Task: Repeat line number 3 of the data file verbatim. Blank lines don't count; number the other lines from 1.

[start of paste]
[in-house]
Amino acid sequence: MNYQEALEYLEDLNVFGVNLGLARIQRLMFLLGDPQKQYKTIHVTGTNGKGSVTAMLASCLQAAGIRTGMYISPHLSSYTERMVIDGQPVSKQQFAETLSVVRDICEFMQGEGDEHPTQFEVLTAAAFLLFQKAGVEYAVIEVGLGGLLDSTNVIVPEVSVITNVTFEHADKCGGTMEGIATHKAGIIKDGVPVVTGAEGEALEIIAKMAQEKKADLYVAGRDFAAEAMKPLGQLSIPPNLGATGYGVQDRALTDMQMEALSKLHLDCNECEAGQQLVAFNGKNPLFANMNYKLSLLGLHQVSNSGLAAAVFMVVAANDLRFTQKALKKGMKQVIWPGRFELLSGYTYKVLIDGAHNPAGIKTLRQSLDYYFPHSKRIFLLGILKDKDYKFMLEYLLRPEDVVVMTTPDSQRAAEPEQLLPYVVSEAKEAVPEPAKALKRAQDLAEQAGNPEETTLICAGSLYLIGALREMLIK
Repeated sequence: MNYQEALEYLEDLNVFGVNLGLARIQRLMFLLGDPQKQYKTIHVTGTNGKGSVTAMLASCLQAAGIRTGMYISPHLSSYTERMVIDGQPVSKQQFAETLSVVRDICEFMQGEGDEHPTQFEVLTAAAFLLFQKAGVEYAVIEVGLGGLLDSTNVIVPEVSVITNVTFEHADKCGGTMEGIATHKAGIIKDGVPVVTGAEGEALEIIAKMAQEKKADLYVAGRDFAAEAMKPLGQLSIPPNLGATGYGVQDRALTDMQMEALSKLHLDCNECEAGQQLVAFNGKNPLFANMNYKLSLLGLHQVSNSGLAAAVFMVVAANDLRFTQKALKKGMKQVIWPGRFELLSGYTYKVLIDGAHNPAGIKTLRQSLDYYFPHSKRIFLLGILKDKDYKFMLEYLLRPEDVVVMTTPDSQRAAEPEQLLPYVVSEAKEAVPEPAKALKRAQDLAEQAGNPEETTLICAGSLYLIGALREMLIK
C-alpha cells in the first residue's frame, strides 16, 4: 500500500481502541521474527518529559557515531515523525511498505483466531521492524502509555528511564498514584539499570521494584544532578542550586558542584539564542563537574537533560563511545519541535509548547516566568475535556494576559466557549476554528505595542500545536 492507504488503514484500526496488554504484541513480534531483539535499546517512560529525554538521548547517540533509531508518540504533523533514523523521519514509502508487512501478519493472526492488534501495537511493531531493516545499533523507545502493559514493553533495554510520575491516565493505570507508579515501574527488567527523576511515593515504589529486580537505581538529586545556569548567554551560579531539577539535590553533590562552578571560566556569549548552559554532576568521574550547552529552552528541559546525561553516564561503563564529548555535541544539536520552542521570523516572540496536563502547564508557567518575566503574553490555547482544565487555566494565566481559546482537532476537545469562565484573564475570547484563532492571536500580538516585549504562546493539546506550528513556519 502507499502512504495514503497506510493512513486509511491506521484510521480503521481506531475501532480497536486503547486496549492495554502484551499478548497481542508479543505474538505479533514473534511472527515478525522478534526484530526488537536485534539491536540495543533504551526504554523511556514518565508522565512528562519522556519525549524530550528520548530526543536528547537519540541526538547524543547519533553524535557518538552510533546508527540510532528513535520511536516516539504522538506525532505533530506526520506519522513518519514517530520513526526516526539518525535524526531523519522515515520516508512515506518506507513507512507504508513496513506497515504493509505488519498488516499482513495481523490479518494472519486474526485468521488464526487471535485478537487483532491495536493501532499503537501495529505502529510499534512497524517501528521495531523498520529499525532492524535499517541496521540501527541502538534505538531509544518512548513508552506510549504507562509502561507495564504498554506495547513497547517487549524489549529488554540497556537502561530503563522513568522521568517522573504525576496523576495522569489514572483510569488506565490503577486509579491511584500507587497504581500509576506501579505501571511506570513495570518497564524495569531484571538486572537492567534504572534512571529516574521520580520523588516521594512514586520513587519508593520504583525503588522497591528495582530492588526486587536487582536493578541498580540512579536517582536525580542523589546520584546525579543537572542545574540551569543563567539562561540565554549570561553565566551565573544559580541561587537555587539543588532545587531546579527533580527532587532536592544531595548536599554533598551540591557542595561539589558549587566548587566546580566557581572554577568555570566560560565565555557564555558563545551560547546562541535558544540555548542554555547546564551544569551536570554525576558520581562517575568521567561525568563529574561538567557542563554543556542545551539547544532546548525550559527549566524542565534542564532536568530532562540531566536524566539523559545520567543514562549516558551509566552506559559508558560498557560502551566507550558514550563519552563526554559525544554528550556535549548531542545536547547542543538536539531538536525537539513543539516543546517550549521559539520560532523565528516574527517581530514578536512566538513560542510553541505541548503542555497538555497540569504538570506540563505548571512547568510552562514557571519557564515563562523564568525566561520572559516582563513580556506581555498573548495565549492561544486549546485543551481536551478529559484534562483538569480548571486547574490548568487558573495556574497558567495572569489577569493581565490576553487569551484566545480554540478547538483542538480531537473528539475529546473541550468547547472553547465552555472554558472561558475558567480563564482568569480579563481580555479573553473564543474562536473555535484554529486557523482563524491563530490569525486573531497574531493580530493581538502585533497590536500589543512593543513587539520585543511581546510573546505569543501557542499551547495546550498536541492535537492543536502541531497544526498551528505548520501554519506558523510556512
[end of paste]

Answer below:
Repeated sequence: MNYQEALEYLEDLNVFGVNLGLARIQRLMFLLGDPQKQYKTIHVTGTNGKGSVTAMLASCLQAAGIRTGMYISPHLSSYTERMVIDGQPVSKQQFAETLSVVRDICEFMQGEGDEHPTQFEVLTAAAFLLFQKAGVEYAVIEVGLGGLLDSTNVIVPEVSVITNVTFEHADKCGGTMEGIATHKAGIIKDGVPVVTGAEGEALEIIAKMAQEKKADLYVAGRDFAAEAMKPLGQLSIPPNLGATGYGVQDRALTDMQMEALSKLHLDCNECEAGQQLVAFNGKNPLFANMNYKLSLLGLHQVSNSGLAAAVFMVVAANDLRFTQKALKKGMKQVIWPGRFELLSGYTYKVLIDGAHNPAGIKTLRQSLDYYFPHSKRIFLLGILKDKDYKFMLEYLLRPEDVVVMTTPDSQRAAEPEQLLPYVVSEAKEAVPEPAKALKRAQDLAEQAGNPEETTLICAGSLYLIGALREMLIK